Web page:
The second challenge is the transformation of the Ghanaian economy. Today’s digital revolution and the fierce pace of technology mean that knowledge, skills, technology, creativity and capital have become very mobile, making them more important in determining where production takes place rather than the location of natural resources. How ready are we, though, to meet the challenge to our ability to promote national prosperity and protect national security, knowing all too well that the biggest threat to our social and political stability is the phenomenon of widespread youth unemployment. As one travels across the villages, towns and cities of Ghana, one cannot help but notice the large numbers of able-bodied young persons who are idle. This is a consequence of a failed educational system that does not provide them with the requisite skills and a structurally rigid economy that simply cannot generate the large pool of good jobs with good pay. It will be suicidal on the part of policy makers if they do not act with urgency to address this crucial matter.

The third challenge is a cultural and intellectual one. It is about our society and its value system. It is about our individual and collective commitment to Ghana’s wellbeing. How strong do we live by our values? And what are these values, really? We must garner the courage to elevate the operative principles and standards of our society. After all our daily prayers and finger pointing, why do we allow the paying of bribes to be a tolerable social behavior? So far we have devalued our values to allow people to get away with it. It is time to be deliberate in setting a higher bar for ourselves and, especially, for our leaders.

We can succeed if we build a stronger sense of national pride, a greater sense of unity, a stricter sense of responsibility, and a richer sense of genuine ownership among Ghanaians. In our homes, in our communities, in our workplaces, we must encourage the development of a set of patriotic values that push us to do more; reward creativity and success, and, above all, make the creation of an equitable society of opportunities and aspirations for every Ghanaian, irrespective of the circumstances of birth, the bedrock of our nation building. We must build and be seen to be building a Ghana for all Ghanaians.

I say this because we need to maintain hope and confidence of our people in the capacity of our democracy to deliver. Leaders from all fronts of our society should do more to let Ghanaians know that public leadership is a vehicle for the pursuit of the common good and not for self-enrichment. And, I want to see that paradigm shift in my lifetime.


According to Ghana’s 2010 national census, 16.5 million Ghanaians, some 66.65% of the population, were below the age of 30. Africa, generally, has the youngest population in the world. If we plan well, the youth bulge will become a demographic dividend. However, as one writer warns us, “if a large cohort of young people cannot find employment and earn satisfactory income, the youth bulge will become a demographic bomb, because a large mass of frustrated youth is likely to become a potential source of social and political instability.” (Justin Yifu Lin, former World Bank Chief Economist and Senior Vice President, Development Economics).

That is why I remain absolutely convinced that we should dedicate revenues from our new oil wealth to investing in our youth. Education and skills training are the most important source of empowering and providing opportunities to the youth. Currently, at every stage of Ghana’s education, our children are falling out of the system. Over 60% of those who make it to primary school do not make it to secondary school. We are conscripting, year after year, a future army of unemployable adults. This is dangerous Ghana deserves a leadership that thinks of the next generation, not the next election. This is the reason behind the priority proposal to redefine basic education and make it free and compulsory from Kindergarten to Senior High School. No child must be denied access to quality education. For this generation, in the context of mass poverty, the responsibility for ensuring that lies on the state.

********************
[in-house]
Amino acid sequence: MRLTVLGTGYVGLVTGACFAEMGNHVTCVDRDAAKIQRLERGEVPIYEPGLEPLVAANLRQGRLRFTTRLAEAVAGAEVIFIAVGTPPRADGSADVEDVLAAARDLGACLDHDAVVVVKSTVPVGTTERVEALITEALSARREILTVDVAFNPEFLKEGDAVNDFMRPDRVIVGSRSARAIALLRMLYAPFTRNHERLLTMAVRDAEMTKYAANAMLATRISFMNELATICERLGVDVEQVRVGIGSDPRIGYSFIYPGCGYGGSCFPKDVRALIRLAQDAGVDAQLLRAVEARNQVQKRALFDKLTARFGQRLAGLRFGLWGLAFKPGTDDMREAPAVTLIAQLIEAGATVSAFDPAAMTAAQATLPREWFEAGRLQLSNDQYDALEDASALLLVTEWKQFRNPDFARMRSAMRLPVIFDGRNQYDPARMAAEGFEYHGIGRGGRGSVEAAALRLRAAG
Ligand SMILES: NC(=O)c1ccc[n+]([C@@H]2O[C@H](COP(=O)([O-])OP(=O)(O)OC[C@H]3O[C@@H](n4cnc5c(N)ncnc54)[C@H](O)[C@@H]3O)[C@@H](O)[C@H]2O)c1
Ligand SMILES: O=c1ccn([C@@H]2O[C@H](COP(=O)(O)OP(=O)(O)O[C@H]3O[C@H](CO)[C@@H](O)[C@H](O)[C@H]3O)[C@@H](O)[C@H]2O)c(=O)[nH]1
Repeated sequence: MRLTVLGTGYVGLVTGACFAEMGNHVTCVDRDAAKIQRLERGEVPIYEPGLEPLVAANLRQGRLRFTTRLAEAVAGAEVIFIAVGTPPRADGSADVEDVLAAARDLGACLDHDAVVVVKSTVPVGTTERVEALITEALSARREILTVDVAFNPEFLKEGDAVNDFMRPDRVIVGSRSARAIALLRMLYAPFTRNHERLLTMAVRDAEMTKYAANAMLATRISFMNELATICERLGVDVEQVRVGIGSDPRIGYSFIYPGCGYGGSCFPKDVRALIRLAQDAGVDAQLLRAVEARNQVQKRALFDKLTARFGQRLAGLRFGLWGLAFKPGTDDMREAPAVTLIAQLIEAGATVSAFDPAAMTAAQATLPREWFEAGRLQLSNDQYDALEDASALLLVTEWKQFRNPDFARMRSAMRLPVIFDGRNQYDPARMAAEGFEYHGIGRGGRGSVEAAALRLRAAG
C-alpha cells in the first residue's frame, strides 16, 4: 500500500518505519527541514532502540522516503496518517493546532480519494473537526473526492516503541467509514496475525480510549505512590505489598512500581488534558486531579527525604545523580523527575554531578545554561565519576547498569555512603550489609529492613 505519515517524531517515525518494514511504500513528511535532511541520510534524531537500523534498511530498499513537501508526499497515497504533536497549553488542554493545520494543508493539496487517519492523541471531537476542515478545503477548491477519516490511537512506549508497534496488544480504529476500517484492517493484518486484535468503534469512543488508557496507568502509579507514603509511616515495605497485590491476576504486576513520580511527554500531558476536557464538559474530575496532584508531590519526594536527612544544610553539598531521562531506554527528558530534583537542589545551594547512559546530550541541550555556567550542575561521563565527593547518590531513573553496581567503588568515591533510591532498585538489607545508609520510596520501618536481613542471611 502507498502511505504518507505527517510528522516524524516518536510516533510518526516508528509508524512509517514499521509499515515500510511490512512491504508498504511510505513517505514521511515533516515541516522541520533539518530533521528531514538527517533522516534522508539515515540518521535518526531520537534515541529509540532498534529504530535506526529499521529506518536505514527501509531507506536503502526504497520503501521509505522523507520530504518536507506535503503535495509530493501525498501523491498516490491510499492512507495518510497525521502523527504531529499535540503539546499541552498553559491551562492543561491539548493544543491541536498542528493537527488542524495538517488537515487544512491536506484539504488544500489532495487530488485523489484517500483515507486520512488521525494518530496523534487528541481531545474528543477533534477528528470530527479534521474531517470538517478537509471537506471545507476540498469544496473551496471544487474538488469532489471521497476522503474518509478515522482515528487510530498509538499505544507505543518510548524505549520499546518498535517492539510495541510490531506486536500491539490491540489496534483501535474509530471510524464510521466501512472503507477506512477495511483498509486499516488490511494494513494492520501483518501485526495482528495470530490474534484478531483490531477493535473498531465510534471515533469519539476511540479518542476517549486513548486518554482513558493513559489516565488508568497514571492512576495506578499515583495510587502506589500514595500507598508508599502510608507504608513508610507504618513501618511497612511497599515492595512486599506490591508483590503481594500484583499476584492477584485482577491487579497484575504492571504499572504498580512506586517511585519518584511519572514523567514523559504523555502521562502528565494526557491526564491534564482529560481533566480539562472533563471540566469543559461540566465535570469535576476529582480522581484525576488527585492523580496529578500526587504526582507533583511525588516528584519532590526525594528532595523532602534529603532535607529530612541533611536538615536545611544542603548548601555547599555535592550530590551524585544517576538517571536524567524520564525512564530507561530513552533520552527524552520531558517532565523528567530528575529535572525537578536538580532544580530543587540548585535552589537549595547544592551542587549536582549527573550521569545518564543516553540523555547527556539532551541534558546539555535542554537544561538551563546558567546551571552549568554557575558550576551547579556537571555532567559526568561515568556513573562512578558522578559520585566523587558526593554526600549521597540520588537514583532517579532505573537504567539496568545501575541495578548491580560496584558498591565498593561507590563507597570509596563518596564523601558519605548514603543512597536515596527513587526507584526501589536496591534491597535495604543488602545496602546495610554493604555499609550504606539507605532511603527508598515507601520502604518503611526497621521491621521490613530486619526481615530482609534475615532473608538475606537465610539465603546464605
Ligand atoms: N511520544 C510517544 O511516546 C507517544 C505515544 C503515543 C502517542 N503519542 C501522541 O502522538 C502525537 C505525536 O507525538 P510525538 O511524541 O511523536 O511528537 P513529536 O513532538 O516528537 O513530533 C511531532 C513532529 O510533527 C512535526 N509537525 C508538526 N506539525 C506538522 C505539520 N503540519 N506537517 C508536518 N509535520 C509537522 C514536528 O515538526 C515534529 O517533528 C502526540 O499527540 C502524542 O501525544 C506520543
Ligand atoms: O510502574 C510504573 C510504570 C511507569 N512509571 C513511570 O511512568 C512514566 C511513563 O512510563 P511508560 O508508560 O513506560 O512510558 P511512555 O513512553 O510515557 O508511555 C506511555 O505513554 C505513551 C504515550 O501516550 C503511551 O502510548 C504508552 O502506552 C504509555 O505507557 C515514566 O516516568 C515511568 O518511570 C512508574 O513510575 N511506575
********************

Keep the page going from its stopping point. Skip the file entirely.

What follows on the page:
So how do we do it? Ghana’s problem is essentially the African problem, a producer of primary products and an importer of finished goods. The structure of our economies has not changed much. We have merely shifted from importing finished products from the West to importing them more and more from the East.

The share of primary products in total exports from Africa increased from about 72% in 2000 to about 78% in 2011, with crude oil accounting for 51% and 57%, respectively, and the share of manufactured goods declining from 21% to 16% over the same period. Statistics from other economies tell it better: in 2010, manufacturing contributed to 32.9% of exports from Brazil, 82.7% in Germany, 85.3% in South Korea, and 93.2% in China.

Ghana’s dependency on raw materials has grown even more than the continental average. In 1928, at the departure of Gordon Guggisberg, the colonial governor responsible for building the nation’s infrastructure to serve the Gold Coast economy, 70% of our foreign exchange earnings were from gold, cocoa and timber. In 2012, cocoa, gold and oil accounted for 82.2% of total exports.

Currently, the cedi, Ghana’s currency, has been competing with David Moyes, the Manchester United coach, in being the butt of many jokes. In response, the Central Bank recently announced a series of controversial exchange control measures to save the cedi. But, beyond having an economy managed by a competent team, the structural weakness of that economy must be fixed to keep the currency predictably stable.